Divided We Stand

Team Effort

"A divorce is a substantial economic event even without a business," Friedman says. "The smartest [business owners] start with financial planners to figure out how this is going to work before they bring in the divorce lawyers." Sometimes, he says, the CPAs, business lawyers and divorce lawyers work together to forge the best possible agreement, then present it to the judge for approval. "The court doesn't have time to finely craft a solution," he notes.

It's easier when there's a partnership, shareholder's or LLC agreement in place ahead of time that includes formulas for how to value the business and how to arrange a buyout in the event of the death or withdrawal of an owner. The same goes for prenuptial agreements, which are more common these days. Most people contemplating marriage don't want to think about divorce, but a prenuptial agreement could save your business.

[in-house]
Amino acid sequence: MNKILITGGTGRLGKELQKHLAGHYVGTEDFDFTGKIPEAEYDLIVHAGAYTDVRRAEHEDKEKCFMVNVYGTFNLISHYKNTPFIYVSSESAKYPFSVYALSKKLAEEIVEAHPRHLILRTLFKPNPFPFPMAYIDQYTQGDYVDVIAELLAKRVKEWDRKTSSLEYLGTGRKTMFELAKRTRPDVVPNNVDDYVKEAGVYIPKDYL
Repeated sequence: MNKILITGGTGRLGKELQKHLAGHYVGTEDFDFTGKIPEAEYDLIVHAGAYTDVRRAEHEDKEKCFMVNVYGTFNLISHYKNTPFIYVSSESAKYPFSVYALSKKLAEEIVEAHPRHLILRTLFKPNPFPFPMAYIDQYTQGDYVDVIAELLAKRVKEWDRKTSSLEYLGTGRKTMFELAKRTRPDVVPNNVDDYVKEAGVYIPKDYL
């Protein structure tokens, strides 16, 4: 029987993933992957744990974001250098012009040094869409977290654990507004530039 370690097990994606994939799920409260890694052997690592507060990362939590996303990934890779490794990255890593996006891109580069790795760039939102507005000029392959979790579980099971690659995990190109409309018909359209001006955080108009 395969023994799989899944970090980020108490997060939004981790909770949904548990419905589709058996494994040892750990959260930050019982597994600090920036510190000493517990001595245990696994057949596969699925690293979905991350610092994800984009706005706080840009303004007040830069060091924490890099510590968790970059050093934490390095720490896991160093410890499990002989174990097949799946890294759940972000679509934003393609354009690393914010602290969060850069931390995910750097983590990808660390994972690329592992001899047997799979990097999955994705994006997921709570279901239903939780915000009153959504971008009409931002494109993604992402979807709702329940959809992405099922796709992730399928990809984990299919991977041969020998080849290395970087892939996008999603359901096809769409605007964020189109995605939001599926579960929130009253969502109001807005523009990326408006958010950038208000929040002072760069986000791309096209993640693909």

"Hire good lawyers," Herman advises. "Negotiate and resolve, and maybe you can avoid your business becoming a casualty of divorce."

Steven C. Bahls, dean of Capital University Law School in Columbus, Ohio, teaches entrepreneurship law. Freelance writer Jane Easter Bahls specializes in business and legal topics.

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This article was originally published in the May 1998 print edition of Entrepreneur with the headline: Divided We Stand.

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